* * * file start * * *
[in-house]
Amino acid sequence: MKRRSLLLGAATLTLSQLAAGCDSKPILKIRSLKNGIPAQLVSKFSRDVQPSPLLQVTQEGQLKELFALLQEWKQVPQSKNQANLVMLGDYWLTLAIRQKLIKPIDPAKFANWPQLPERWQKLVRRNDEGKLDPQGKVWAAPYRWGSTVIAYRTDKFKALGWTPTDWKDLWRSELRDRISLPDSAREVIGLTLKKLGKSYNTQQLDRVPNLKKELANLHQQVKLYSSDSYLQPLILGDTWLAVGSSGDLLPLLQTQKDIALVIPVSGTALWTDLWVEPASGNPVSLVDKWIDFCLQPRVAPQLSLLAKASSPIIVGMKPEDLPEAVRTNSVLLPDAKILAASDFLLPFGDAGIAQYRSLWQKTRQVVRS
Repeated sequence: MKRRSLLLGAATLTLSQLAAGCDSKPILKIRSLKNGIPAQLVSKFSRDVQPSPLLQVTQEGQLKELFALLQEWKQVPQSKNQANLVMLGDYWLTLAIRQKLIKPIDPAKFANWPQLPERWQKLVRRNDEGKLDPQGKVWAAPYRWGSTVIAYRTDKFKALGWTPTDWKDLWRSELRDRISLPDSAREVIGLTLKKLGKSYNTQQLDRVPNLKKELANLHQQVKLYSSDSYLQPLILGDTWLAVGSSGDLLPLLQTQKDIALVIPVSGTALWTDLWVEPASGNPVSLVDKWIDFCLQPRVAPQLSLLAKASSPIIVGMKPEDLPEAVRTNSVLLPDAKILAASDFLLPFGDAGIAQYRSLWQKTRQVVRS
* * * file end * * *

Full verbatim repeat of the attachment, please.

[in-house]
Amino acid sequence: MKRRSLLLGAATLTLSQLAAGCDSKPILKIRSLKNGIPAQLVSKFSRDVQPSPLLQVTQEGQLKELFALLQEWKQVPQSKNQANLVMLGDYWLTLAIRQKLIKPIDPAKFANWPQLPERWQKLVRRNDEGKLDPQGKVWAAPYRWGSTVIAYRTDKFKALGWTPTDWKDLWRSELRDRISLPDSAREVIGLTLKKLGKSYNTQQLDRVPNLKKELANLHQQVKLYSSDSYLQPLILGDTWLAVGSSGDLLPLLQTQKDIALVIPVSGTALWTDLWVEPASGNPVSLVDKWIDFCLQPRVAPQLSLLAKASSPIIVGMKPEDLPEAVRTNSVLLPDAKILAASDFLLPFGDAGIAQYRSLWQKTRQVVRS
Repeated sequence: MKRRSLLLGAATLTLSQLAAGCDSKPILKIRSLKNGIPAQLVSKFSRDVQPSPLLQVTQEGQLKELFALLQEWKQVPQSKNQANLVMLGDYWLTLAIRQKLIKPIDPAKFANWPQLPERWQKLVRRNDEGKLDPQGKVWAAPYRWGSTVIAYRTDKFKALGWTPTDWKDLWRSELRDRISLPDSAREVIGLTLKKLGKSYNTQQLDRVPNLKKELANLHQQVKLYSSDSYLQPLILGDTWLAVGSSGDLLPLLQTQKDIALVIPVSGTALWTDLWVEPASGNPVSLVDKWIDFCLQPRVAPQLSLLAKASSPIIVGMKPEDLPEAVRTNSVLLPDAKILAASDFLLPFGDAGIAQYRSLWQKTRQVVRS